Cash & Liquidity Management

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Gathering Together and Scattering Abroad A New Season in Banking Helen Sanders goes through the many challenges facing treasurers in these times of financial turmoil, The changes to the banking landscape which are taking place are not only the effect of the past few months but a longer period of transformation. In reality, developments in the way that banks engage with their corporate clients and the services they offer have the potential to be highly beneficial for corporates.

Gathering Together and Scattering Abroad:

A New Season in Banking

by Helen Sanders, Editor

For man, autumn is a time of harvest, of gathering together

For nature, it is a time of sowing, of scattering abroad.

Edwin Teale

I chose this quote before the collapse of Lehman Bros and all that has happened since. My backdrop for the article was going to be the autumn which seems to have set in very early this year - in the UK at least (and for those who attended a very wet Sibos in Vienna). The conference season has also come around quickly again this year, the time for gathering new ideas, making new contacts and catching up with old friends. When I came back to a half-written article, a hurricane had stormed its way through the financial markets, so I thought I’d need to start again. That’s what you get for leaving things to the last minute!

However, when I looked through the quotes from our contributors and the thoughts we wanted to communicate, in fact everything still stood. While the markets and all their participants are going through changing and challenging times, the financial fundamentals remain the same - manage risk, optimise liquidity. Winners and losers will emerge over the coming months, amongst both banks and corporates. So how can treasury contribute to ensuring that the company is a winner?

Banking relationships

The banking industry has been rocked by unprecedented turmoil in recent weeks after an already turbulent year. Politicians tell us we are entering a new era for banking in which new rules will apply. However, while investment banking will undoubtedly experience a makeover, most treasurers’ banking requirements relate primarily to credit and cash management which (in the case of cash management in particular) is more stable and less vulnerable to market fluctuations. So does this mean that corporate treasurers will see no change in the way that they work with their banking partners? I think we are already seeing substantial change, not as a short-term response to market conditions but as part of a gradual period of transformation over many months. As Catherine P. Bessant, President, Bank of America Global Product Solutions explains,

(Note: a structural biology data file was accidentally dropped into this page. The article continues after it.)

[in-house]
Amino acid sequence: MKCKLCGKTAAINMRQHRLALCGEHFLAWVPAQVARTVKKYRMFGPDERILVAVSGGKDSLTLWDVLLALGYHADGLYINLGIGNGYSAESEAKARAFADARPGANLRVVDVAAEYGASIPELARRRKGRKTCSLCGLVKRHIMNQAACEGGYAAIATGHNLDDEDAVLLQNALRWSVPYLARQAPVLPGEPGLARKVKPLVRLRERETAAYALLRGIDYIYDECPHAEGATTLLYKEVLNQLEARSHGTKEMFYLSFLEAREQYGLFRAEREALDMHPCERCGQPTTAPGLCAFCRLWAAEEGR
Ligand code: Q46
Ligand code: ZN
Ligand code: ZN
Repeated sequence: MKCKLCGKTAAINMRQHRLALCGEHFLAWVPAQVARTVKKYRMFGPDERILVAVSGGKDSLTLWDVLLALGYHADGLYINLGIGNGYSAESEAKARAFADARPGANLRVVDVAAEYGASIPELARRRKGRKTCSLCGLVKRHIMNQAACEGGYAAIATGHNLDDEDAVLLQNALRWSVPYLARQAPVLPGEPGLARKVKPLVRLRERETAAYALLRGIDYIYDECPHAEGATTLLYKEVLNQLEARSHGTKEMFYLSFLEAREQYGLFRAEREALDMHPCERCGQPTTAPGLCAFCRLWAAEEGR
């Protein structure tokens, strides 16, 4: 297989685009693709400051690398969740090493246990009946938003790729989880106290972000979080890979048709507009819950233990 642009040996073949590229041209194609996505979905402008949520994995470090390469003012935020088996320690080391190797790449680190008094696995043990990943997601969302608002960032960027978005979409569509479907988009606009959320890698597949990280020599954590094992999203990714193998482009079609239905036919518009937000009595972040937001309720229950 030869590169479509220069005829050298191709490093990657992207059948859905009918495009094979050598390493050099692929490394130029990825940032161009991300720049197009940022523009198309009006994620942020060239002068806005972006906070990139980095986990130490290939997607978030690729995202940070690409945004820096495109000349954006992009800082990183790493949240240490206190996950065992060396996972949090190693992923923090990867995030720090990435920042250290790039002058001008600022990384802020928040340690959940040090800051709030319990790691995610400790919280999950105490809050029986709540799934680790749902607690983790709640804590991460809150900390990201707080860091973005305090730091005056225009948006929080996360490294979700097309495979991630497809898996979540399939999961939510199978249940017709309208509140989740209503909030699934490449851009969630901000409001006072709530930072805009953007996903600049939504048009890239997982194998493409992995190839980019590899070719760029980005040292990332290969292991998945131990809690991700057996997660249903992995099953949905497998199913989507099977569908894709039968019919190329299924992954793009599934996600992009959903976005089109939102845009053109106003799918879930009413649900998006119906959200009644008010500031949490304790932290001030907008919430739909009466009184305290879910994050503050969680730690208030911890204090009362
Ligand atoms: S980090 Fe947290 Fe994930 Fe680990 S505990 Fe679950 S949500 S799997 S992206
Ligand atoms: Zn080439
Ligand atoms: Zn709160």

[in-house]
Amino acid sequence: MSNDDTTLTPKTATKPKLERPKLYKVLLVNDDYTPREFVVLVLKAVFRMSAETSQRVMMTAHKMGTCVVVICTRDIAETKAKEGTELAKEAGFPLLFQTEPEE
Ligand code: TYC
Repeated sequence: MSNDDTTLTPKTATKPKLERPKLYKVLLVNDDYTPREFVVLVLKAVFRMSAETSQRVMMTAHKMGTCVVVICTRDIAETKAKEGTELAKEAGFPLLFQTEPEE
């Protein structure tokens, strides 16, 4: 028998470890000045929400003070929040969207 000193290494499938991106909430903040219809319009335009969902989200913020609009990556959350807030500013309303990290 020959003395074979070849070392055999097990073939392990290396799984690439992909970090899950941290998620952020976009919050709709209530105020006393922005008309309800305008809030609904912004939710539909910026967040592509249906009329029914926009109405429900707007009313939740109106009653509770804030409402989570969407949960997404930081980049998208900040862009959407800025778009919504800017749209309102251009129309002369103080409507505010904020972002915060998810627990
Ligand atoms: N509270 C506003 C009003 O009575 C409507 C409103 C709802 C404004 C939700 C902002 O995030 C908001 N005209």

“What has made banks successful over the past ten years will be different in the next ten years. In particular, focusing on ‘product sell’ is not what corporates want. Furthermore, there will be less geographic centricity in banking services. Companies are being forced into thinking far more globally, which has been a real wake-up call to many companies in the United States. For example, we found that 87% of our US clients, even mid-market firms, will do at least one transaction which either starts or ends outside the US.”

Mikael Björknert, Head of Global Transaction Services, SEB agrees that there will be a greater focus on partnerships between the banks:

“Large global banks often find it difficult to really get to the heart of a client and fully appreciate their needs and aspirations. Regional banks with greater cultural appreciation and people with local experience in the market tend to find this easier. Consequently, we are increasingly finding that large banks are approaching us to leverage our customer relationships by providing global services in conjunction with the services we are already offering. This has clear advantages for our clients who can maintain their close relationship with SEB whilst benefiting from an even wider range of services globally.”

Most companies have been frustrated at some stage by banks showing a lack of understanding of their business, trying to sell products which do not have specific benefit or a ‘silo’ approach to banking across regions, so banks’ efforts to remedy these problems will be welcomed by many. This will require investment, however, and many regional and global banks are making a substantial commitment in changing the way in which they work with customers. Cathy Bessant, Bank of America continues,

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